10 Reasons to Kill Bill C-69 in Canada’s Senate

  by Rick Peterson

The future of Canada’s resource industry today sits in the hands of Canada’s 95 Senators.

Bill C-69, known as the “Impact Assessment Act”, is the federal government’s attempt to impose new “environmental assessment” measures on Canada’s resource sector.

It’s terrible legislation.

It will further delay and discourage investment in Canadian pipelines, mines and other resource infrastructure. It imposes a “green agenda”, new layers of bureaucracy, higher costs, longer delays and more uncertainty on Canada’s resource sector.

Nobody is against tough, fair and clear resource regulation. Investors, provincial energy ministers, “suits” and “boots” in the mining and energy sectors, think-tanks and key stakeholders in Canada all agree on that.

But that’s not what they find in C-69. Instead, they get a short-sighted, confused and terribly written proposal. And that’s why these stakeholders have unanimously given C-69 a thumbs-down.

Yet, this Bill sailed through the House of Commons before the summer break, assured of passage with the current Liberal government majority.

We must kill this Bill in the Senate of Canada  – where it currently sits. If not, Bill C-69 will be the hammer that nails shut the coffin on resource sector investment in our country.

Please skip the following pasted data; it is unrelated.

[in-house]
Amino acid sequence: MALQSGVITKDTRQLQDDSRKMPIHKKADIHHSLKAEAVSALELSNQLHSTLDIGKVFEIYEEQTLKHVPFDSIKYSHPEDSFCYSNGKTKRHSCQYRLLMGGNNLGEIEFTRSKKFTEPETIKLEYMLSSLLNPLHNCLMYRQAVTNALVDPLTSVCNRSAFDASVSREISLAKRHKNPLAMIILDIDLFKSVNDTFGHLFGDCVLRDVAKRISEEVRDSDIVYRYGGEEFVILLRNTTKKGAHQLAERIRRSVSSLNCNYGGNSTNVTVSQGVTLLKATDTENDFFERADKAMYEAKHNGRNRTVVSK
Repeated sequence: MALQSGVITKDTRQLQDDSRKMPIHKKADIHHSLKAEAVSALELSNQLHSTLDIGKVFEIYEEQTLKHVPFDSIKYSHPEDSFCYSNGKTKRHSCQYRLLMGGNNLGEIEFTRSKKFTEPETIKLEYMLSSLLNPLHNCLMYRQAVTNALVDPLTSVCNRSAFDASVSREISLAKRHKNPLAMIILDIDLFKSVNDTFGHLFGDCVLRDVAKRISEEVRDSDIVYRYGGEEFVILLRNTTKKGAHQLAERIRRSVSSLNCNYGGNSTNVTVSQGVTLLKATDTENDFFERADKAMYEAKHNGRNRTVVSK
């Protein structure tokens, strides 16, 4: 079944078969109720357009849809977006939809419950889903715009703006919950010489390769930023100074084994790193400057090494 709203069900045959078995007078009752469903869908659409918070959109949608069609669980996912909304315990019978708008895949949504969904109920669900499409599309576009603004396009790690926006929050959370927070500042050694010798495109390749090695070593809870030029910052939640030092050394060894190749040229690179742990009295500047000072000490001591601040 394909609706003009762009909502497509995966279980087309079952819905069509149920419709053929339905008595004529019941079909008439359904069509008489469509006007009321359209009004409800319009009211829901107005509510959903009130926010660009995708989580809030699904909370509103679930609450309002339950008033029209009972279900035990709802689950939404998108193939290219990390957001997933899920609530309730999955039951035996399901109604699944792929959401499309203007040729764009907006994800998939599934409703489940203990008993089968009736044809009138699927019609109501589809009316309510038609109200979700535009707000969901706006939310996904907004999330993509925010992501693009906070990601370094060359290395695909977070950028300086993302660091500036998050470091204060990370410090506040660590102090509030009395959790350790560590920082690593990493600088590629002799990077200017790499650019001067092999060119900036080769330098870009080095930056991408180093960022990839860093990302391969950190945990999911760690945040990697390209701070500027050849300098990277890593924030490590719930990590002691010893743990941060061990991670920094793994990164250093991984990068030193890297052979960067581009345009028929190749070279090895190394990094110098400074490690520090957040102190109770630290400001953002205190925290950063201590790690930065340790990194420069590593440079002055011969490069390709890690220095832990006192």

The Senate indeed has the power to kill C-69 in the next few weeks. The Senate has a track record in this domain. It’s used this power to kill or turn back more than 200 bills since Confederation.

In 1988 it opposed the Free Trade Bill, forcing a general election that year. It opposed the GST. It rejected the Commons bill restricting abortion (C-43), a proposal to streamline federal agencies (C-93), and a bill to redevelop Pearson airport (C-28). And in December 2010 it rejected Bill C-311 on greenhouse gas regulation – the majority Conservatives beat it on a vote of 43-32.

Today there are 95 sitting Senators, so 48 Senate votes are needed to kill this Bill. There are 31 Conservative Senators who will all very likely oppose C-69. That means that an additional 17 Senate votes only are needed from the remaining 64 Senators – 11 Liberal, 45 Independent and 8 Non-Affiliateds.

It’s not enough to send this Bill back to the House with amendments. As Senator Doug Black recently told the Financial Post, “this bill is so seriously flawed – you’d have to have hundreds of amendments.” He points out strong resistance to C-69 from energy, mining, forestry and port expansion projects.

So, starting today, and until October 10th, Suits and Boots and its supporters will be calling each and every one of these 64 Senators urging them to Kill Bill C-69. Here’s why:

  1. The proposed law was introduced by the Minister of Environment and Climate Change – not by the Minister of Natural Resources. It was reviewed by the House environment committee rather than the energy committee, and only had minimal witness hearings from the energy department.
  2. The Bill also contains a clause that will require new resource projects to be scrutinized according to “the intersection of sex and gender with other identity factors.” Seriously.